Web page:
tained the same depth of religious experience, to devote themselves unreservedly to God. and consistency of behaviour, which had for Mrs. Page joined the class of the late
many years distinguished him at Penzance. venerable Mr. Joseph Kiddear, by whose The Rev. T. L. Hodgson, in the letter which counsel and prayers she was greatly in
mentions his death, says, “He soon had the structed and encouraged. She sought charge of two classes, and was greatly esteemed the Lord with her whole heart; and
by the members. He was a man of sterling while one of the Ministers of the Circuit
worth, influenced by a high tone of spiritual
feeling; and in worldly matters he was most was praying with her, in the course of a
conscientious." His death was believed to be pastoral visit, she received what she de
caused by a spinal affection, and was unexsired; the Spirit bore witness with her pected. It was, however, eminently peaceful. spirit that she was a child of God; and Mr. Hodgson adds, that “the Wesleyans in thenceforward she went on her way re Cape Town regret the loss of one who was an joicing. In July, 1840, the illness com. ornament to the cause of God there, and a menced which terminated her life. Occa steady friend to spiritual religion in general, as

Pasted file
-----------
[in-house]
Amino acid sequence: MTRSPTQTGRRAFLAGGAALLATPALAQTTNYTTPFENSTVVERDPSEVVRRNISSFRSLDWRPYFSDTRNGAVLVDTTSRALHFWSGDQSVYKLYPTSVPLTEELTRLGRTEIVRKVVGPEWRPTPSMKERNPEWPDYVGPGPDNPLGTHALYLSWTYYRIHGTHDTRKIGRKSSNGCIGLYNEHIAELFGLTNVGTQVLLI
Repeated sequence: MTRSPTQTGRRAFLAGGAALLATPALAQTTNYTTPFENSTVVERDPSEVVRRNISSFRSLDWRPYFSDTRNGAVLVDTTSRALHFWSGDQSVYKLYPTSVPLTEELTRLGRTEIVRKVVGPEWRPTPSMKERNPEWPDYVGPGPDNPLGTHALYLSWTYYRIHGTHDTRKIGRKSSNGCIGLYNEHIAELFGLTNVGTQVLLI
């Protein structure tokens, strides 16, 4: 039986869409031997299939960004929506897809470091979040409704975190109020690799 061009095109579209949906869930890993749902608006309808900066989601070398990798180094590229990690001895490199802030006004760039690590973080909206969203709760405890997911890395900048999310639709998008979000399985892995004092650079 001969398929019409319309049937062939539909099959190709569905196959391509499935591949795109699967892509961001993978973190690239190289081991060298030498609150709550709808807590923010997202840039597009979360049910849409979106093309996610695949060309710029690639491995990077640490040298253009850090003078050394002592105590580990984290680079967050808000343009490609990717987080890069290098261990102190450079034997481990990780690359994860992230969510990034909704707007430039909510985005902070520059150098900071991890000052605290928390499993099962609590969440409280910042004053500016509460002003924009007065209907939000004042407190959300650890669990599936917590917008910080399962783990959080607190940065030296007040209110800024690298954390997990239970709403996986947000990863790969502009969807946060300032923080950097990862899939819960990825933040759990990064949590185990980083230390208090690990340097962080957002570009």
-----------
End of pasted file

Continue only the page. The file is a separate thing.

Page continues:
well as a conscientious defender of the Methodist sionally, in the former part of it, her mind was somewhat disturbed by temp
doctrine and discipline."
T. M. tation ; but she knew ber refuge and
Dec. 3d. -At Red-Street, Southfleet, in strength, and sought and found deliver
the Gravesend Circuit, James Higgins, aged ance. “I am on the Rock," she said to a twenty-eight. A cottage for preaching was friend: “I have not now my religion to opened in Red-Street about eighteen months seek. I feel the grace of God to be suffi ago ; and on Good-Friday, 1843, after a sermon cient.” She resigned her family and by the Superintendent, James was the first to friends with Christian composure. “I